#Brembo Master Cylinder #Recall #Woes. Starting 2018 with some scary news!

When we think of motorcycle brakes, one of the best names out there is #Brembo,  the Italian manufacturer of automotive brake systems, especially for high-performance cars and motorcycles.  Based in Bergamo, near Milan, Brembo is considered the amongst the pinnacle of braking component manufacturers.  In essence, the Brembo name is synonymous with performance and build quality.

Riders with Nissin kit stare longingly at bikes outfitted with Brembo master cylinders and callipers.  Motorcycle owners often opt for upgrading their brakes to install Brembo’s Master Cylinders and mighty M50 Calipers.  Higher end motorcycle manufactures  such as #Ducati, #KTM, #Aprilia, and #BMW, opt for OEM equipped Brembo brakes on their upper echelon supersport bikes.    Racers, including #WSBK and #MotoGP teams, as well as weekend track junkies also swear by Brembo kit to ensure they slow down quickly while mixing it up on the track.

However, this week news broke about mighty #Brembo’s  massive recall that affects a number of sport bikes with Brembo #PR16 radial master cylinder units. The first wave of that recall included #Aprilia’s two steeds, the Aprilia RSV4 superbike and the Aprilia Tuono 1100 street fighter.  #Aprilia focused #Facebook groups and forums globally all had members posting the recall, to warn each other about the potential danger of failing master cylinders.    Rival Italian enthusiast groups were also discussing the issue while poking a bit of fun at Aprilia.

Then on the eve of 2017, the official word from Brembo came down, and the factory expanded the recall to Ducati, and possibly others.

With six affected models, spanning four model years, Ducati is globally recalling roughly 8,000 units because the piston in their master cylinder may crack.  It seems that Brembo chose to use a plastic piston in their higher end master cylinder rather than the aluminum one that was used before.  This plastic one can apparently crack after hard use. If this happens, the master cylinder can stop operating, which can lead to front brake failure.  #WTF?  #WOW!!! :S   I guess plastic parts are cheaper to use.  But using that in your upper end kit?  Really?  Not what I expected out of the well renowned Bergamo factory. Tsk Tsk.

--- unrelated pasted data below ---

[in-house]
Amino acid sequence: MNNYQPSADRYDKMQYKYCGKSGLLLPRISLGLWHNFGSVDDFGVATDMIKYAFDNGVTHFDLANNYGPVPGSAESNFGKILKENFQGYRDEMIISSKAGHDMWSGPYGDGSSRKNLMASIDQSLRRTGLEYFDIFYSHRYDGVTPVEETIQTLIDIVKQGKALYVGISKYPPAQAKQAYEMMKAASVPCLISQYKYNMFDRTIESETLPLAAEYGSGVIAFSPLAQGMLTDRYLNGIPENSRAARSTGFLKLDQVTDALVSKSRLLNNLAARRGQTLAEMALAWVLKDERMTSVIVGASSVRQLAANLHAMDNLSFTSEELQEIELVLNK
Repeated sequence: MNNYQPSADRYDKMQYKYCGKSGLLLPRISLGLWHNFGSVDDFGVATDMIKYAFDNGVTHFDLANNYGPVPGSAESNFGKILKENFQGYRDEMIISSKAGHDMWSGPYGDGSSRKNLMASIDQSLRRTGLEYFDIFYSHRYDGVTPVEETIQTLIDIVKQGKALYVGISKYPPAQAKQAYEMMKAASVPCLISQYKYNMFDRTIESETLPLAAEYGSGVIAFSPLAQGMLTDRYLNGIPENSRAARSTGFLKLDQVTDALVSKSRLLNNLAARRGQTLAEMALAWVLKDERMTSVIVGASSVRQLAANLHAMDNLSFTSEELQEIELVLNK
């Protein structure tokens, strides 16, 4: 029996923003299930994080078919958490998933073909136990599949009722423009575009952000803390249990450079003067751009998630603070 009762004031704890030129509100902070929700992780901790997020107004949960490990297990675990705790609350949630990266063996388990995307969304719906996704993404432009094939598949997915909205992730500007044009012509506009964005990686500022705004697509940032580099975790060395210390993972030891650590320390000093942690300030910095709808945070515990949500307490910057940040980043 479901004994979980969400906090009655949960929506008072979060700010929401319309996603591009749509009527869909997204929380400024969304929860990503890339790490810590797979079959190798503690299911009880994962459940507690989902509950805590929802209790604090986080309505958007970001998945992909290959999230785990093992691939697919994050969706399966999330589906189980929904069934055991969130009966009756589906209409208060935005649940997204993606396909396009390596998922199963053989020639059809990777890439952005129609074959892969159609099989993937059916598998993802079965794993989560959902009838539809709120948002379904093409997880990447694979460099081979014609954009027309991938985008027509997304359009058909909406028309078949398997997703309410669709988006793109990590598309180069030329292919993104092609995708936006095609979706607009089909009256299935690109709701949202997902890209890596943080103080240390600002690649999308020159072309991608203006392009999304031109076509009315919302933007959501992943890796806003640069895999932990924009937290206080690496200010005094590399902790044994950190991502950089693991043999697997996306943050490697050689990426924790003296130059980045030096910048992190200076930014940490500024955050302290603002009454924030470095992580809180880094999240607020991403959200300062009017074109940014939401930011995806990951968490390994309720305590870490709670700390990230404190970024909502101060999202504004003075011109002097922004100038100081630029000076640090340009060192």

Imagine if you are on the track, rocketing down the straight into a hairpin, and squeeze that life saving lever to shave off speed as you set up for the corner, and there is no pressure!  Imagine having to suddenly slow because traffic has come to a dead stop on the motorway, and you squeeze and nothing!  That would certainly be an ass puckering moment, never mind the potential for serious injury or a loss of life!   Worth swapping in a plastic part to save a few cents per unit?  Hmmm..

To put it simply… This is an obvious safety concern!!

For Ducati, this issue touches the 2015-2018 models from the following lines: 1299 Panigale (including the Superleggera and Final Edition), #Panigale R, Monster 1200, Multistrada 1200/1260, XDiavel S, and Scrambler 800 Café Racer (2017-2018).

To remedy the situation, like Aprilia, Ducati has begun notifying affected owners, and dealers are to replace the front brake master cylinder piston, free of charge. The recall is expected to begin February 15, 2018 for Ducati owners.

Concerned Ducati and Aprilia owners should contact their local dealer or the inquire with the national distributor.

Now this is not the end of it.  This particular Brembo Master Cylinder is the one that is normally mated with the M50 Caliper, so it is likely that more recalls will be issued.  Manufacturers such as #Triumph, and #KTM are also expected to issue recalls.   Furthermore, some customers have fitted these MC’s as aftermarket kit on their bikes, and there may be word coming down about those.

If you have a late model (2016 onwards) bike with the M50 Caliper, or you upgraded your brakes with a late model Brembo MC, you should definitely look into whether or not your bike is also kitted out with the PR16 MC, and if it is, then it would be a very good idea to:

  •  take it easy riding for a while, and
  • Start hounding your dealer for a fix!

We’ll keep you updated, but in the meantime, stay upright and ride safe!

Cheers

Ronno.

P.S.

Here is some technical details on the US Recall for Ducati.

Report Receipt Date: December 15, 2017
NHTSA Campaign Number: 17V812000
Component(s): Brake System
Potential Number of Units Affected: 8,000
Manufacturer: Ducati North America

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